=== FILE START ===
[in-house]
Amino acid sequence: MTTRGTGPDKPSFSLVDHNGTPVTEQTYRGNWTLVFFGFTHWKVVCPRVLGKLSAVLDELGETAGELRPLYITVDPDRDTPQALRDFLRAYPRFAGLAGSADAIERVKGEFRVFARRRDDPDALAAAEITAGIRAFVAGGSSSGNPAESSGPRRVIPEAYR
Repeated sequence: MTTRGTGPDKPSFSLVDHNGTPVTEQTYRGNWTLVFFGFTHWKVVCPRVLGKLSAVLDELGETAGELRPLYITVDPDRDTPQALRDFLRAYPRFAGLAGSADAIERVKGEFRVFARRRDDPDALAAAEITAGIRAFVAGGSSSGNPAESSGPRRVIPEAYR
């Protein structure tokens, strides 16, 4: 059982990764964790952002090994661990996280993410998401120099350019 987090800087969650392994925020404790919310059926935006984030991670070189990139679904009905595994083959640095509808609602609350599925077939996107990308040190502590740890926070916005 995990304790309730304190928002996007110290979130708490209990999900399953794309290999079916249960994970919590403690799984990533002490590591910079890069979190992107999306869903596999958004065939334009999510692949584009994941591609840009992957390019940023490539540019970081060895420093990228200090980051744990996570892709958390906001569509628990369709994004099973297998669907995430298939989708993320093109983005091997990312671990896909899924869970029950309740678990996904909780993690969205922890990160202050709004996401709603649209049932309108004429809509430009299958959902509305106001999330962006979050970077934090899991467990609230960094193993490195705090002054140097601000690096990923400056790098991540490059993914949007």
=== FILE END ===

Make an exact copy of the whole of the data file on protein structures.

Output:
[in-house]
Amino acid sequence: MTTRGTGPDKPSFSLVDHNGTPVTEQTYRGNWTLVFFGFTHWKVVCPRVLGKLSAVLDELGETAGELRPLYITVDPDRDTPQALRDFLRAYPRFAGLAGSADAIERVKGEFRVFARRRDDPDALAAAEITAGIRAFVAGGSSSGNPAESSGPRRVIPEAYR
Repeated sequence: MTTRGTGPDKPSFSLVDHNGTPVTEQTYRGNWTLVFFGFTHWKVVCPRVLGKLSAVLDELGETAGELRPLYITVDPDRDTPQALRDFLRAYPRFAGLAGSADAIERVKGEFRVFARRRDDPDALAAAEITAGIRAFVAGGSSSGNPAESSGPRRVIPEAYR
């Protein structure tokens, strides 16, 4: 059982990764964790952002090994661990996280993410998401120099350019 987090800087969650392994925020404790919310059926935006984030991670070189990139679904009905595994083959640095509808609602609350599925077939996107990308040190502590740890926070916005 995990304790309730304190928002996007110290979130708490209990999900399953794309290999079916249960994970919590403690799984990533002490590591910079890069979190992107999306869903596999958004065939334009999510692949584009994941591609840009992957390019940023490539540019970081060895420093990228200090980051744990996570892709958390906001569509628990369709994004099973297998669907995430298939989708993320093109983005091997990312671990896909899924869970029950309740678990996904909780993690969205922890990160202050709004996401709603649209049932309108004429809509430009299958959902509305106001999330962006979050970077934090899991467990609230960094193993490195705090002054140097601000690096990923400056790098991540490059993914949007």